New York bans selling dogs, cats, rabbits in pet stores to combat 'puppy mill' pipeline
Pet stores can rent out space to host animal adoptions, however.
New York Gov. Kathy Hochul signed legislation Thursday banning the sale of dogs, cats and rabbits in retail pet stores throughout the state.
Animal activists have been calling for such a ban for years contending that pet stores are often stocked with animals that are bred and abused in "puppy mills" and other mass breeding centers.
"Dogs, cats and rabbits across New York deserve loving homes and humane treatment," Hochul said in a statement.
Under the law, which goes into effect in 2024, retail stores that previously sold pets can still operate and sell pet supplies and other accessories. They also have the option to charge shelters and rescue groups rent to use their space for adoptions.
Store owners face a $1,000 fine for violating the new rules.
State Sen. Michael Gianaris, who co-sponsored the bill, said that puppy breeding mills have been known to keep animals in unsanitary conditions, where they're abused and neglected.
"Today is a great day for our four-legged friends," he said in a statement.
The American Society for the Prevention of Cruelty to Animals has pushed the governor and other state leaders to do more against the puppy mill pipeline and go after stores that sell animals from those facilities. A report released this year by the ASPCA found that 1 out of 4 of puppies shipped to New York state pet stores came from dog brokers who buy puppies from licensed and unregulated breeders and resell the animals to stores.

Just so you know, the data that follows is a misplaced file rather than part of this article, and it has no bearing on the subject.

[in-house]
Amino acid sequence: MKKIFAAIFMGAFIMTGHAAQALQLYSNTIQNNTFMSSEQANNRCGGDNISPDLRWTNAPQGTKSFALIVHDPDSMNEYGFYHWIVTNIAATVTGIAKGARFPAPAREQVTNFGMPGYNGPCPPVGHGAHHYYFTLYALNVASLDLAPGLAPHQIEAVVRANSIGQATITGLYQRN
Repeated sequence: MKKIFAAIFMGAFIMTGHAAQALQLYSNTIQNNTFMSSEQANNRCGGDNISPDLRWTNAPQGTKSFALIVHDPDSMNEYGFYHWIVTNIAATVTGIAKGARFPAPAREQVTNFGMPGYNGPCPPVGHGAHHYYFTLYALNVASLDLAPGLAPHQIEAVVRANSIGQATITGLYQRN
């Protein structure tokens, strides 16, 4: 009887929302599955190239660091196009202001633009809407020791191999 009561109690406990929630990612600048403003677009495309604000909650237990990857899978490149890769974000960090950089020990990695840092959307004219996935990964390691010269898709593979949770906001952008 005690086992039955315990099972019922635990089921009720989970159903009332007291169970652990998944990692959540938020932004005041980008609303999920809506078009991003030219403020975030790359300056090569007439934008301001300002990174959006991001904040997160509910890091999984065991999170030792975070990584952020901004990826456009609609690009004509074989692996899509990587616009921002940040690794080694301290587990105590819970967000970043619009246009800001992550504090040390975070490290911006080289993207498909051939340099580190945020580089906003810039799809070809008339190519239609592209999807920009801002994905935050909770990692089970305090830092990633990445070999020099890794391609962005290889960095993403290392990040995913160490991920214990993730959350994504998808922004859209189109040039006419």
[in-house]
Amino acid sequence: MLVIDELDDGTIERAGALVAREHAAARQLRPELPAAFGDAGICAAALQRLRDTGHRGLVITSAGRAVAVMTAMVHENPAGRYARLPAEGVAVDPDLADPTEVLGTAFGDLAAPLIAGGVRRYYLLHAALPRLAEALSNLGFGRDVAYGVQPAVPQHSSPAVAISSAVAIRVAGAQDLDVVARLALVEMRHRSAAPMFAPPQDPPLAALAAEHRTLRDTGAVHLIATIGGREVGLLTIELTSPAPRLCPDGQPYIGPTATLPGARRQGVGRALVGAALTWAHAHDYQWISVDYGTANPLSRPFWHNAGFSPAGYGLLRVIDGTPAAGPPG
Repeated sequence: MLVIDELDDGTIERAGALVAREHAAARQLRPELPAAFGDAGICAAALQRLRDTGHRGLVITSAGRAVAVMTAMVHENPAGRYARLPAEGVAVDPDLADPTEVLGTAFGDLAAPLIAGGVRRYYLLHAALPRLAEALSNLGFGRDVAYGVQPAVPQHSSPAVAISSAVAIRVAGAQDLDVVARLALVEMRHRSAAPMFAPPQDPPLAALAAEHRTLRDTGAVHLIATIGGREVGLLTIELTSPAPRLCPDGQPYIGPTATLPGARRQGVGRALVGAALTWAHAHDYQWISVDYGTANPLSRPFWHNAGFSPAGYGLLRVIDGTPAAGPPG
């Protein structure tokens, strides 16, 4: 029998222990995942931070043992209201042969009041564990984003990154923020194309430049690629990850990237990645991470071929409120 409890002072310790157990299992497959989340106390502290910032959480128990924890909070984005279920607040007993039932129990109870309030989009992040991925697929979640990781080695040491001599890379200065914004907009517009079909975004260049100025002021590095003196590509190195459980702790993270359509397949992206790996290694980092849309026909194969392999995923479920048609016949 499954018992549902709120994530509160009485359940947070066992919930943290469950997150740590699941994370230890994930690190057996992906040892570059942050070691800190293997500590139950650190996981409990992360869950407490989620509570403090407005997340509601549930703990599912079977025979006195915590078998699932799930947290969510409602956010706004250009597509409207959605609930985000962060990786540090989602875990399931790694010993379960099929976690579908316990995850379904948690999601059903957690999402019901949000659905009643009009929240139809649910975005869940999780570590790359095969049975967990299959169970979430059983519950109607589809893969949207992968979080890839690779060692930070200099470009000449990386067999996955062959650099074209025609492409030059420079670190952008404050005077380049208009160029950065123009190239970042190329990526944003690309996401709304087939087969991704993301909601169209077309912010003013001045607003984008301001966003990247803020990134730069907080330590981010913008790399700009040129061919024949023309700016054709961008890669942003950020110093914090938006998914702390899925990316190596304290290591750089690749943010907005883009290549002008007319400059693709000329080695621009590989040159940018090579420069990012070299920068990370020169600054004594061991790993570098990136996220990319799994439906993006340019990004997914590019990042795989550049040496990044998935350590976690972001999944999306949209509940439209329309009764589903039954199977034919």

California was the first state to ban the sale of pets in 2019 and four other states, Washington, Maine, Maryland and Illinois, have followed suit.
"We are hopeful that this enormous step by New York State may encourage other states to take similar action to stop the cruel commercial breeding industry from supplying pet stores within their borders," Matt Bershadker, the president and CEO of the ASPCA, said in a statement.
Some pet shop owners, however, criticized the governor and state legislature for the bill, saying the move hurts their businesses without going after the root problem.
"We have policies like this where everybody just makes the assumption that every single breeder that a pet store works with looks like the ones you see on TV that are filthy and the [dogs] are dying, and that just simply isn't the case," Emilio Ortiz, the manager of the New York pet store CitiPups, told NY1.
Gianaris, however, argues that there isn't a single New York pet store that hasn't been touched by the puppy mill industry.
"That's why we should ban it outright. There is no such thing as a responsible retail sale of animals in New York," he told WABC, ABC News' New York station.
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